The man, who plays his part to the best of his knowledge and ability in the drama of life, deserves at least applause at the fall of the curtain. There is one face that comes up before me in melancholy sadness, bearing the imprint of truth and gentleness. Of the pioneer squatters, who forgets the kind-hearted, gentlemanly Dalrymple? The first time I had the pleasure of travelling in his company was upon an occasion of going to the Downs with Evan Mackenzie, afterwards the baronet of that ilk. Mr. Dalrymple at that time appeared to enjoy robust health, and would lead a secretary of a life insurance company to believe that his life was safe at a low premium for any number of years. But, alas! in less than twelve months from that day, I brought him from Ipswich in a boat, to come to Brisbane to die. Poor fellow! I heard he had closed all his arrangements on the Downs to proceed home, when illness overtook him, and the home of his fathers saw him no more.

To refer to these matters now may appear a waste of time; but I think a good man should be kept in memory, though he may have left the scene of his labours. I and other old colonists are fast falling into the sere and yellow leaf; yet I think if we keep the memory green, we shall enjoy many pleasurable occasions of reverting to old times. Leaving the Springs on my way homeward, I became acquainted with the Swamp, at that time a mere camping ground for the passing drays. The subsequent sale of land in that neighbourhood, in three to five acre blocks, induced Horton, late of the Bull's Head Inn, to cultivate and build upon these purchased allotments. The result, after some 15 or 16 years, is the present town of Toowoomba.

Attack by Aborigines

My trip down the Range to Lockyer's Creek[2], where a house of entertainment for travellers had recently been erected, was a matter of considerable difficulty and of some personal risk, as the darkies known to be in that neighbourhood had only a short time previously speared a shepherd on the Tent Hill station. It was usual with people in those days when travelling to go armed; but I had never given the matter of danger to life a thought, and therefore felt rather doubtful as to my personal safety should I fall in with a mob of darkies.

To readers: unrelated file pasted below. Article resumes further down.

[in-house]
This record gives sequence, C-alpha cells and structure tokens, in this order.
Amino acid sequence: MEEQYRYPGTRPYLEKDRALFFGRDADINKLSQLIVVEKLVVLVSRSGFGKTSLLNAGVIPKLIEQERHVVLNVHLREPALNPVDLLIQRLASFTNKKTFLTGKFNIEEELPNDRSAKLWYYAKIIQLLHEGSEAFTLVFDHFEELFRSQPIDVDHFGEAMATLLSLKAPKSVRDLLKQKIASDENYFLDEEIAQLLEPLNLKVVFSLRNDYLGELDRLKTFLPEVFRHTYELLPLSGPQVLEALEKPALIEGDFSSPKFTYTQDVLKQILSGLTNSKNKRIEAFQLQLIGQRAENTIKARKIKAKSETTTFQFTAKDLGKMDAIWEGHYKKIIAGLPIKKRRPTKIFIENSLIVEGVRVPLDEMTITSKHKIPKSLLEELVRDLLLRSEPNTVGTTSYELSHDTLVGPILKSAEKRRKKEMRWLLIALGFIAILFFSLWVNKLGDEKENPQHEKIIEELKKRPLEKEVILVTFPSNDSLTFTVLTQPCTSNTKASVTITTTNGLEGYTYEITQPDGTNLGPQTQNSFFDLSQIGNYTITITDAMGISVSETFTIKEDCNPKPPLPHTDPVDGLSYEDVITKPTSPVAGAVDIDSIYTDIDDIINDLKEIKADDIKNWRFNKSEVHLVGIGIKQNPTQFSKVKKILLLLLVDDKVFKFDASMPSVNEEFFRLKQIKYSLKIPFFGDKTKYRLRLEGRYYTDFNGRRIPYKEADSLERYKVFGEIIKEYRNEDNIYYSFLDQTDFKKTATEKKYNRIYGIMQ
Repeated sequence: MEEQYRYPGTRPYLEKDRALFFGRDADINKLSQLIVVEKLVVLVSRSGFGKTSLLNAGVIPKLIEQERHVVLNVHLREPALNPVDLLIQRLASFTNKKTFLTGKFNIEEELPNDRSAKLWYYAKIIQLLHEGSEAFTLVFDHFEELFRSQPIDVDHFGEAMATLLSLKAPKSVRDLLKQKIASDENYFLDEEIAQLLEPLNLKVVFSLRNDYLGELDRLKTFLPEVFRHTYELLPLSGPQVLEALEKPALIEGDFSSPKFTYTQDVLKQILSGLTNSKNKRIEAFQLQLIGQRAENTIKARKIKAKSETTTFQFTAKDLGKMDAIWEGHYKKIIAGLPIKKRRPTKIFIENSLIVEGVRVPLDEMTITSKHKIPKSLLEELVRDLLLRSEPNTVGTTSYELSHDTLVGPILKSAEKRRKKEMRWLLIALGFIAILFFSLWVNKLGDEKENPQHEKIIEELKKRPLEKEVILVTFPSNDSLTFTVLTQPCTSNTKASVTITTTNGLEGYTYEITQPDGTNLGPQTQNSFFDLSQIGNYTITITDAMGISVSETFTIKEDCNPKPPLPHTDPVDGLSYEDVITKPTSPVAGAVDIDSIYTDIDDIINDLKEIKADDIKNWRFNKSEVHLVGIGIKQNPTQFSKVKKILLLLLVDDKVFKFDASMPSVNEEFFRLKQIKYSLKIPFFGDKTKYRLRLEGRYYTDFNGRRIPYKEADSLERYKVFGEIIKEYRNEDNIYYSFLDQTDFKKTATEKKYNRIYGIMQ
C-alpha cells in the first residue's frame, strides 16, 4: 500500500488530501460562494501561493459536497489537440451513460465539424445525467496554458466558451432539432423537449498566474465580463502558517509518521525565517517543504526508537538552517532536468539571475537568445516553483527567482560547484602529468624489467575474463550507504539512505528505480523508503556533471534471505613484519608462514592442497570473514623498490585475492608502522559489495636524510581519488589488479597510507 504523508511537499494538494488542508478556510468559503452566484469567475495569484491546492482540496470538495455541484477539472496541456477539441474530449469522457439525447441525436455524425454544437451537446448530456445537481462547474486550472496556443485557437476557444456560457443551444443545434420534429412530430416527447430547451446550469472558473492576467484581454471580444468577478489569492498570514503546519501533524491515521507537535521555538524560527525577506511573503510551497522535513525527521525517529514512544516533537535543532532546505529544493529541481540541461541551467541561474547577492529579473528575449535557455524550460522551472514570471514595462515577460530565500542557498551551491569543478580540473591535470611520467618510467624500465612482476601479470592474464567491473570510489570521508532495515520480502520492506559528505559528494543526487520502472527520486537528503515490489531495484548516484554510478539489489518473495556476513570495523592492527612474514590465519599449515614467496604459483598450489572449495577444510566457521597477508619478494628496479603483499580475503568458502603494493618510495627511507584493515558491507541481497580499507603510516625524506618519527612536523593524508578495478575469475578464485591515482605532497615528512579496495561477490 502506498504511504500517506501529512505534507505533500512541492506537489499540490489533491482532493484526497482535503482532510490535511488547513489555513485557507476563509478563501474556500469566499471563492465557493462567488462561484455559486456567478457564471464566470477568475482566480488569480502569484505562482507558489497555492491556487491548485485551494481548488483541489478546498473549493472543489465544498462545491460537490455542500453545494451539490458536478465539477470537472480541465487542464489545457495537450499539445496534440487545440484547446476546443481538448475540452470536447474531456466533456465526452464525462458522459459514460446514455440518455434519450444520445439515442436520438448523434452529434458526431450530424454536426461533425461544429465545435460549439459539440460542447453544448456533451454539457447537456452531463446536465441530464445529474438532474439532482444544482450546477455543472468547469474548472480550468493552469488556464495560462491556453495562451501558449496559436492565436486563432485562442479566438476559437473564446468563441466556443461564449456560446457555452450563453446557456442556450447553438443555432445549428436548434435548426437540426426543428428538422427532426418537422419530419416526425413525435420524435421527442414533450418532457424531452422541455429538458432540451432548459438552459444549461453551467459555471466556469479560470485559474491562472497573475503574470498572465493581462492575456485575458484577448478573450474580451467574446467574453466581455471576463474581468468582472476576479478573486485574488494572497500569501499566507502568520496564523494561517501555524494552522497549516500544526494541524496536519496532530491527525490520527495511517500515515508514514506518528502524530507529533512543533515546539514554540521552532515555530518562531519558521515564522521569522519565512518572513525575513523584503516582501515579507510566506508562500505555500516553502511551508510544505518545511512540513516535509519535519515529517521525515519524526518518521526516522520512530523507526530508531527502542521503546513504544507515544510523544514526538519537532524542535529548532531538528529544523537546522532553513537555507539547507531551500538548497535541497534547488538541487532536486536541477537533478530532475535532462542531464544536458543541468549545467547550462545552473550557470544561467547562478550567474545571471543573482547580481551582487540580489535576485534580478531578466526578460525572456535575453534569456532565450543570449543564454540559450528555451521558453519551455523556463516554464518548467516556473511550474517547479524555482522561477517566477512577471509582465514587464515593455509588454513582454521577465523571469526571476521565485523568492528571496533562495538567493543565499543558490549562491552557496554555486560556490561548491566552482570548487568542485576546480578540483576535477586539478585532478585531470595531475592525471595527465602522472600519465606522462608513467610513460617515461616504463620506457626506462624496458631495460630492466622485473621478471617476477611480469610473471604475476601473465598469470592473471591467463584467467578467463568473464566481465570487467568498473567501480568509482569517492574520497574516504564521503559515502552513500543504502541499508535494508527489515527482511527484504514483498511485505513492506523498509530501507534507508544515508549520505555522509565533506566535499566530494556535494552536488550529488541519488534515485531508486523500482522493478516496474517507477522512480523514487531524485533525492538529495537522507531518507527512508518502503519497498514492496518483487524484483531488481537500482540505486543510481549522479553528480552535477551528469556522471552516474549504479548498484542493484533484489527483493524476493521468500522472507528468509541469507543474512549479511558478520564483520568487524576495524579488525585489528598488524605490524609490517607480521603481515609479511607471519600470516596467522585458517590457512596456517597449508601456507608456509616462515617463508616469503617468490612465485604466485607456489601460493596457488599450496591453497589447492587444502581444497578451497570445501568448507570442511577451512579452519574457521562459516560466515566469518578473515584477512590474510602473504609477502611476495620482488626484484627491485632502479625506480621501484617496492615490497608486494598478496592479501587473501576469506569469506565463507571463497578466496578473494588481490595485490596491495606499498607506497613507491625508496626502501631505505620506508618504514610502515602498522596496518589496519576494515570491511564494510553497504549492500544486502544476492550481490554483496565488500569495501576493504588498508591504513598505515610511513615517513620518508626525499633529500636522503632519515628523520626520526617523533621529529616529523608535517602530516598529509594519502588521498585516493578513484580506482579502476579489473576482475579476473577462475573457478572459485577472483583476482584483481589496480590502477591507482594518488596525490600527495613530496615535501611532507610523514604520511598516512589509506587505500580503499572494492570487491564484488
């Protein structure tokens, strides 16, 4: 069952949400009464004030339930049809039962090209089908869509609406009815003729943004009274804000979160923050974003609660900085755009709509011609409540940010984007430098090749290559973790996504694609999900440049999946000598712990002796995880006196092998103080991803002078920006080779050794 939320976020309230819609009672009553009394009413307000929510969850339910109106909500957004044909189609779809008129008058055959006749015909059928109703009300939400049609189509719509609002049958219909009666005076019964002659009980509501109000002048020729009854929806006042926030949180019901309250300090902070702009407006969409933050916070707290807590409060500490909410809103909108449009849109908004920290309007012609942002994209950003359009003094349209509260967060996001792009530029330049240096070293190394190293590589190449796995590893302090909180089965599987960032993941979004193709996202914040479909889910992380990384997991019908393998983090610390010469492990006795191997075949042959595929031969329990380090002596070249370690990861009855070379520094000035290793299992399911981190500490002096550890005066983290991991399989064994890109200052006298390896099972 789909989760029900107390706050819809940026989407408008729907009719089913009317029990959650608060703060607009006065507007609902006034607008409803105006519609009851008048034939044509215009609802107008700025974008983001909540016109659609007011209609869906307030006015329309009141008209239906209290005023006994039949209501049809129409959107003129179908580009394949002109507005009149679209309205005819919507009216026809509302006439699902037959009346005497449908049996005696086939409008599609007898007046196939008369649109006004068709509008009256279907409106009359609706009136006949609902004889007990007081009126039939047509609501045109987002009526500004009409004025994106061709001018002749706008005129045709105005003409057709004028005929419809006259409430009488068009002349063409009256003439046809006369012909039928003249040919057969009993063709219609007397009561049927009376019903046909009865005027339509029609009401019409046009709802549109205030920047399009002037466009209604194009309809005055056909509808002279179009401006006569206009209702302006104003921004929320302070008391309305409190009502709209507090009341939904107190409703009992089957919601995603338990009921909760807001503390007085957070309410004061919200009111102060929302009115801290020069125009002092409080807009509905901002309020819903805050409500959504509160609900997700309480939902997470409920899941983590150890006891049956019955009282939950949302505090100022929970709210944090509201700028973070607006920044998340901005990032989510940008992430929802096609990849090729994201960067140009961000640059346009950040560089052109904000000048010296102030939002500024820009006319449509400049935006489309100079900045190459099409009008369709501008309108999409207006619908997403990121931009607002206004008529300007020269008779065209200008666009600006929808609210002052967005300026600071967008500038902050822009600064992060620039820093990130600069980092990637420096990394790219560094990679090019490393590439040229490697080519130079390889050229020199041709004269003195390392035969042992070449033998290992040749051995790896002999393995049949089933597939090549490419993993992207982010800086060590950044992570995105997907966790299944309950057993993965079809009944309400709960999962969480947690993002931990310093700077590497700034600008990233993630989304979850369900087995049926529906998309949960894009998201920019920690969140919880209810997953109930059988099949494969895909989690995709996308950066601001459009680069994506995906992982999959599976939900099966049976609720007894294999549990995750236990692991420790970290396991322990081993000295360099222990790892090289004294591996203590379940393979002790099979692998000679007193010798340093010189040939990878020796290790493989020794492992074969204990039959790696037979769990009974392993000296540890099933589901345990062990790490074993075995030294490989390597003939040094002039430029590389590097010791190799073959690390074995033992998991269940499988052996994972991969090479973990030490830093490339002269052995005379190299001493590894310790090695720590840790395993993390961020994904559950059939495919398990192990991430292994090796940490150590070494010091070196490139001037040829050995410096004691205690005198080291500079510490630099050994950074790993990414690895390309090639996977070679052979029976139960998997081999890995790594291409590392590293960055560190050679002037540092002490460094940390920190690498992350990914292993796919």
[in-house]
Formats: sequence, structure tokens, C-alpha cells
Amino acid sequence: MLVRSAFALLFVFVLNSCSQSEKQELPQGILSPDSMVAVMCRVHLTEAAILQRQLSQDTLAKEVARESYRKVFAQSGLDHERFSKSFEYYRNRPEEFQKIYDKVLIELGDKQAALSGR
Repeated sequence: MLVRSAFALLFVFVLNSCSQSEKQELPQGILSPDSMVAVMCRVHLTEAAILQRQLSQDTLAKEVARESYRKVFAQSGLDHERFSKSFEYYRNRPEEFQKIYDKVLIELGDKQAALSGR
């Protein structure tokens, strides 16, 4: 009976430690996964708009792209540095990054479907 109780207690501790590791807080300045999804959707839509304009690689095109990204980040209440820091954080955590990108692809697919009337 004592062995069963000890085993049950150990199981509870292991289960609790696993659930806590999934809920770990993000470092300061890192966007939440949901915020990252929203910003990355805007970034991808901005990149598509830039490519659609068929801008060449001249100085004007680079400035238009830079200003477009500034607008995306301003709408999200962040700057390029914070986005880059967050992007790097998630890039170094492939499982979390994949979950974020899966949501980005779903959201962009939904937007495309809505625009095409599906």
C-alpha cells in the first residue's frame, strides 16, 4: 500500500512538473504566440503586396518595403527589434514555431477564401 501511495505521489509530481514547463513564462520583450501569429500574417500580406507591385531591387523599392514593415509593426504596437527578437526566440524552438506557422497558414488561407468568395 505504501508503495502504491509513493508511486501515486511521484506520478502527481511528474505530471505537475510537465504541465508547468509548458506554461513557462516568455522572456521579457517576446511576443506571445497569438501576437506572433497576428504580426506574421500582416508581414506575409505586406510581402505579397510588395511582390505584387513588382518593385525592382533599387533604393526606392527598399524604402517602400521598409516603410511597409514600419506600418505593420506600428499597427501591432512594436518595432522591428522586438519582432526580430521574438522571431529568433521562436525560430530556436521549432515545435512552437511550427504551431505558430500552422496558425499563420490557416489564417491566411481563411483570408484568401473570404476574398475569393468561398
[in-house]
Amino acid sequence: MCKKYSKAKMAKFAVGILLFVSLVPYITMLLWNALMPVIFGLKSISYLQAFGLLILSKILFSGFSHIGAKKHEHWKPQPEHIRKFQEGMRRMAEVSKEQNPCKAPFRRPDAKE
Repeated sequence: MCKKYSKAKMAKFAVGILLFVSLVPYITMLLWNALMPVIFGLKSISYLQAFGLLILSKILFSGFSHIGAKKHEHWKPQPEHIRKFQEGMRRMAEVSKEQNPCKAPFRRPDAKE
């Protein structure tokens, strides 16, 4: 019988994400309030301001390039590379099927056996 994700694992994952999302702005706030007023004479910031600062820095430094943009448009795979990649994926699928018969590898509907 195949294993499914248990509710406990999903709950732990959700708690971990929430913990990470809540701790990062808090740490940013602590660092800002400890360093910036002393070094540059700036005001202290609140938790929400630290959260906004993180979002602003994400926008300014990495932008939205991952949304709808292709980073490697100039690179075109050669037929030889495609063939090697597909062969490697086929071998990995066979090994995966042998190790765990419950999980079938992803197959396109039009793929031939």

To add to my perplexities, my old mare was rapidly succumbing to the fatigues of the journey, and in going down the eastern slopes of the Range, I had not only to walk, but to drag my horse after me, and on entering the scrub—a nasty place at the foot of the mountains.—she fairly gave up altogether, so that had I been surprised when in this fix, I should have fallen an easy prey to the blackfellows' nullah nullahs. However, a spell for about an hour enabled me to get the poor old creature as far as the Rocky Waterholes, where I took the saddle off and spelled for a couple of hours, careless whether the blacks were about or not, I, like my old horse, being fairly dead beat with the heat of the day and my exertions to get the beast along.

Towards nightfall the welcome sound of dogs barking satisfied me that I was approaching the way-side public, at that time kept by Walter Smith, on the banks of the Lockyer Creek. The entertainment for man and beast was very meagre; beef, damper, and bush tea being the only provender obtainable for one, and short commons of grass for the other. The luxury of a soft bed, however, made ample amends to me for the want of stronger stimulants. The paucity—or rather total absence—of anything in the shape of a sensation was accounted for by the worthy landlord by the fact that a lot of men had just past down after completing the shearing season, and had literally drank him dry. In those days of down-right hard drinking, it was no unusual thing for half-a-dozen fellows to remain at a public shanty until they had exhausted their exchequer or bursted up the supplies.

Lockyer Creek at Gatton
My next day's stage was to Sally Owen's[3], about seven miles on the Brisbane side of Laidley Plains. Old hands, I have no doubt, have a vivid recollection of Sam and Sally's domestic arrangements, and many a choice lot of b'hoys have knocked down their cheques under the roof of Sally Owens, at the Old Man's Waterhole. Leaving Sally's, the traveller found nothing very interesting in the intervening tract of country lying between Laidley and Limestone.

I have nothing further remarkable to relate of my downward journey, suffice it to say that I left the old Valparaiso at Rowbottom's paddock without reluctance, and with a determination that when I next visited the tablelands I would endeavour to procure a better mount, and thus avoid some of the difficulties I experienced on my first trip to the Downs.

© K. C. Sbeghen, 2011.

[1] Bar keeper.
[2] Now the town of Gatton.
[3] Probably near the present town of Rosewood.